Fiction Reviews


Troy: Fall of Kings

(2007) David and Stella Gemmell, Corgi, 6.99, pbk, ISBN 978-0-552-15113-9

Fall of Kings is the third and final book of David Gemmell's 'Troy' series, preceded by Troy: Lord of The Silver Bow and Troy: Shield of Thunder. Stella Gemmell concluded this Fall of Kings book after her husband's death in July 2006.

This edition includes a tribute to David Gemmell, by Conn Iggulden.

The book follows on immediately from the events at the end of Shield of Thunder without any recap, though events from the previous two books are often mentioned; however you should be able to read the second book in the series without reading the first one, even though it is clear it is not a stand-alone novel.

The plot can be summed up quite simply; Troy is defeated. In fact we know this even before starting the book, because of the legend told in Homer's Iliad. However, the way that story is depicted is the strength of the book.

One of the best known parts of the legend is how the Trojans were deceived by the gift of the wooden horse. That wooden horse is not present in this version of the legend, however, the betrayal and invasion of the city is depicted in a way that gives a very plausible explanation of that incident.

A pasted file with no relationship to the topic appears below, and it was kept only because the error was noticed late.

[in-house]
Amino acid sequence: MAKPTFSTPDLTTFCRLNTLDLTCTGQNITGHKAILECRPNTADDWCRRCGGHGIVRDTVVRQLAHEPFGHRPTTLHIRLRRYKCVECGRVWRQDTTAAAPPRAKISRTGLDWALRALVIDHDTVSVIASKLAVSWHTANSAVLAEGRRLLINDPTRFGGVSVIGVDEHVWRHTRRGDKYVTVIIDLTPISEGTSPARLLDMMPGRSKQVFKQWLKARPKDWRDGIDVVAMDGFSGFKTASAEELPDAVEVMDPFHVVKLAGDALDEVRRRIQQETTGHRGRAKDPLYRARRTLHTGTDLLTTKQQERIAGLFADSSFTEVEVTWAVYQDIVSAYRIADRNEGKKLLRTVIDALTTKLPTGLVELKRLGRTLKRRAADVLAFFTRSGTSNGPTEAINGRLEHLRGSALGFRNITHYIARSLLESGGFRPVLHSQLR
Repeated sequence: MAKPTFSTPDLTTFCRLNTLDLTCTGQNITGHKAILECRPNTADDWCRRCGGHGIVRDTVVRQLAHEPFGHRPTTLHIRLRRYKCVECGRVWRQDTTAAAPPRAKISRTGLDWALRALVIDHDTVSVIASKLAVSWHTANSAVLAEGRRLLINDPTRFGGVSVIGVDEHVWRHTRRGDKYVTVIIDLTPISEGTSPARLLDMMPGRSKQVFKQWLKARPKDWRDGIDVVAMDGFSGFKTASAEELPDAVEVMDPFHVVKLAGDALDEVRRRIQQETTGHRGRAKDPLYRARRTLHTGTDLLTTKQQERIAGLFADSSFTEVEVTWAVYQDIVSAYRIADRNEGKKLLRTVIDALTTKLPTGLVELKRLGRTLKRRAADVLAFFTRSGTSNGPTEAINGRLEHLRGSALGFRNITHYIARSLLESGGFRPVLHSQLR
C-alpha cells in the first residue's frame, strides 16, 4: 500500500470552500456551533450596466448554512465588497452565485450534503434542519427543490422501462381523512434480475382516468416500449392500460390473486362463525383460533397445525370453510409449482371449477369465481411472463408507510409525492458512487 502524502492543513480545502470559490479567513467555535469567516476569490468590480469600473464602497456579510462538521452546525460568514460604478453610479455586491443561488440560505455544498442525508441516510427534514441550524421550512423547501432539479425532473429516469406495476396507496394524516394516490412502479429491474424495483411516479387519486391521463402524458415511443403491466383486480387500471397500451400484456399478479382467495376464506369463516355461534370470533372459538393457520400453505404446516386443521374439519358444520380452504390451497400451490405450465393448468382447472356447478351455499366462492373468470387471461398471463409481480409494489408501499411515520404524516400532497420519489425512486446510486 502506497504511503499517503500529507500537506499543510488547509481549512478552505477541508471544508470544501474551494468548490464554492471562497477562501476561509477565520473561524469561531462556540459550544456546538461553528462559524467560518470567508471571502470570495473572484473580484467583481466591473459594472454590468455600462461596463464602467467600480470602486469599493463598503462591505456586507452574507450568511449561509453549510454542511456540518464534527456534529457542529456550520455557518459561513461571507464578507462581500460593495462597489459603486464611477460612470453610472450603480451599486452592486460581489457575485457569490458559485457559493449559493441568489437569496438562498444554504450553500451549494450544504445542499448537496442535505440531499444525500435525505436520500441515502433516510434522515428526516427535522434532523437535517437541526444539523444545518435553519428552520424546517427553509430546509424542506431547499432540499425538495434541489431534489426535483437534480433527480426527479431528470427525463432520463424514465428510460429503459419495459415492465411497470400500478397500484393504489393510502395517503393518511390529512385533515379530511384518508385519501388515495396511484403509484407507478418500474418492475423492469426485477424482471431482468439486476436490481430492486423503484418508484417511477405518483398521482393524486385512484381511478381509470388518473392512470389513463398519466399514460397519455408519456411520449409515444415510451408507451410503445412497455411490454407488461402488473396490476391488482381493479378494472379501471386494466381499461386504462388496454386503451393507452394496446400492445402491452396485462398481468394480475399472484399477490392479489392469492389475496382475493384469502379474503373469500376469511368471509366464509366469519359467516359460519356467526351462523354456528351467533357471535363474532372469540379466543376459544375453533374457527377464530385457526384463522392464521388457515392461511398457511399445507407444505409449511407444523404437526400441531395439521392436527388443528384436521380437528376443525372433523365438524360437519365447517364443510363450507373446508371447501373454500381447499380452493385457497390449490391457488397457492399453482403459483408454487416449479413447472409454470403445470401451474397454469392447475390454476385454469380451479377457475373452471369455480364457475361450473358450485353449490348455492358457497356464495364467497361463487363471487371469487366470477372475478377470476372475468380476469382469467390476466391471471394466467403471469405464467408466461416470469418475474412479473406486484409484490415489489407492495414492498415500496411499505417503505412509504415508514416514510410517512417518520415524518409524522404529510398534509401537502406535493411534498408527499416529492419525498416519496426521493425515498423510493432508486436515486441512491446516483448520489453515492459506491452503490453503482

Similarly, Helen is described throughout the books as somewhat dowdy and timid, but the way she acts makes such an impression on the Mykene that the legend of her beauty is born.

As in the previous books Gemmell's fictional characters are depicted along with the legendary characters such as Priam, Achilles, Helikaon and Hektor. And it is these Gemmell created characters that make the book come alive.

The fate of the fictional warriors Kalliades and Banokles is one of the main narratives of the book. Banokles becomes a general we see how he deals with command as well as fighting. We follow Xander the healer as he struggles to deal with wounded men, which shows the reality and brutality of the war. Another side character is the smith Khalkeus; his experiments with metal are pointing the way to dawn of the Iron Age. These stories enrich the known legend and give it a personal touch.

Initially I was not too keen as the back-story of the Gershom character was revealed but the concluding events of the novel tie it up well and give it a very satisfying resolution.

Unfortunately there doesn't seem to be as many female characters in this book as the previous one. Kassandra is taken to the island of Thera early on and we only meet her again near the end of the book. All the others are minor roles, only Andromache features all the way through. The main emphasis of the book is a male perspective on the fighting and the fate of the besieged citizens of Troy.

Caz Rudd


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